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373 Phil. 102


[ G.R. No. 127370, September 14, 1999 ]




Petitioner bought Treasury Bills (T-Bills) worth P56 million from private respondent PDB. After paying the purchase price and despite several demands, respondent PDB never delivered the T-Bills. An officer of petitioner referred the matter of the undelivered T-Bills to the National Bureau of Investigation (NBI) for investigation. The NBI found that Bernardo Ng, Jimmy Dumlao and Patricio Tagulinao, who are all officers of respondent PDB conspired with Romeo D. Macaranas, an officer of petitioner PNB, in acquiring the proceeds of the T-Bills. Thus, on October 10, 1994, the NBI filed before the Office of the Ombudsman a criminal case for estafa and violation of the Anti-Graft Law against the said four bank officers. Thereafter, petitioner filed with the Regional Trial Court (RTC) a complaint for specific performance/sum of money against respondent PDB. The latter moved to dismiss the complaint on the grounds of forum shopping and that the complaint states no cause of action, since the same T-Bills are the subject of the criminal action pending before the Ombudsman. The trial court granted the motion to dismiss.[1] When its motion for reconsideration was denied,[2] petitioner elevated the case to this Court thru a petition for review which was, however, referred to the Court of Appeals (CA). Thereafter, the CA rendered judgment affirming the trial court’s order of dismissal.[3]

Hence, this petition where the issue is whether the filing of the specific performance case before the RTC violates the rule on forum shopping in the light of the criminal cases for estafa and violation of the Anti-Graft Law pending before the Ombudsman.

Forum shopping consists in the act of a party against whom an adverse judgment has been rendered in one forum, of seeking another (and possibly favorable) opinion in another forum (other than by appeal or by special civil action of certiorari), or the institution of two or more actions or proceedings grounded on the same cause on the supposition that one or the other court would make a favorable disposition.[4]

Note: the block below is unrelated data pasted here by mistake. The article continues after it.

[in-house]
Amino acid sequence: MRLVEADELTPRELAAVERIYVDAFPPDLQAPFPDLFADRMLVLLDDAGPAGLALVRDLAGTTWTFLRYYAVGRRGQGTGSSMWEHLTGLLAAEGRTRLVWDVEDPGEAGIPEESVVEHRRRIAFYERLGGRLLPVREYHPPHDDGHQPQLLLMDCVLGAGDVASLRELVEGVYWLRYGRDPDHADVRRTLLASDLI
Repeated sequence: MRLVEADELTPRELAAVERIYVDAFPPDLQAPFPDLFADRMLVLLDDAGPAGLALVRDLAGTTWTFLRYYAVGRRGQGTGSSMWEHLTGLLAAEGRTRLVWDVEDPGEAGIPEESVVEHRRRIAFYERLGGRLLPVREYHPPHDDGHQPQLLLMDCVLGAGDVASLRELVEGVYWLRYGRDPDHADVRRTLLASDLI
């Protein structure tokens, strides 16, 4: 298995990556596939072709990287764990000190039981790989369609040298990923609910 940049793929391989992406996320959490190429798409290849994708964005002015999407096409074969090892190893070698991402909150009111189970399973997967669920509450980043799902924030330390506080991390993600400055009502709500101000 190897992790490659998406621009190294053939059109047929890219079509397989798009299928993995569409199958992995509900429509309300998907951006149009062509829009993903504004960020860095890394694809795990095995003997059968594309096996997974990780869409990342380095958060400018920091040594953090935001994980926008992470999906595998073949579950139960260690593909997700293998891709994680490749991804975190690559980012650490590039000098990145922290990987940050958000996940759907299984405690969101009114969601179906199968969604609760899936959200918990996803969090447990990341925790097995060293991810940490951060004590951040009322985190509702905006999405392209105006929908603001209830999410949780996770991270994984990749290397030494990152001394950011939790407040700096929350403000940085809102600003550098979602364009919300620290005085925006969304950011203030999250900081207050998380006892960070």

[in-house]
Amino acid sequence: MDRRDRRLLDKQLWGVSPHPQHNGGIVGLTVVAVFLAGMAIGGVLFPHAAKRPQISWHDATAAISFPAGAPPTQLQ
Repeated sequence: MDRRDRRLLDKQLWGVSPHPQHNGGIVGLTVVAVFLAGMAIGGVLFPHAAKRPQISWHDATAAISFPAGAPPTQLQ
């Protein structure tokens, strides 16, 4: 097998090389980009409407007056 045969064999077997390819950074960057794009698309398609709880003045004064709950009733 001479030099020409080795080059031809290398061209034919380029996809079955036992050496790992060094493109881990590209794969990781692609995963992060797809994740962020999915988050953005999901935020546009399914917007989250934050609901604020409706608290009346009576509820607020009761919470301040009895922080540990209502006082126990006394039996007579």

In the case at bar, petitioner did not avail of different forums to ventilate the same grievance. It did not file any case before the Ombudsman or before the Sandiganbayan. The Ombudsman has not yet released any resolution on the criminal case filed before it by the NBI involving the T-Bills. A case pending before the Ombudsman cannot be considered for purposes of determining if there was forum shopping. The power of the Ombudsman is only investigatory in character and its resolution cannot constitute a valid and final judgment because its duty, assuming it determines that there is an actionable criminal or non-criminal act or omission, is to file the appropriate case before the Sandiganbayan. It is not yet known whether the Ombudsman would file a case against the four bank officers. In any event, should the Ombudsman decide to file a criminal case, the same would be instituted against the officers of the two banking corporations which are separate juridical entities from its officers.[5] On the contrary, the specific performance case is against respondent corporation, considering that petitioner purchased the T-Bills as a corporate entity and dealt with respondent PDB as another corporate entity. On the assumption that a case will subsequently be filed before the Sandiganbayan, any judgment that it may render would be against the individual persons and not against the corporations to which they respectively belong.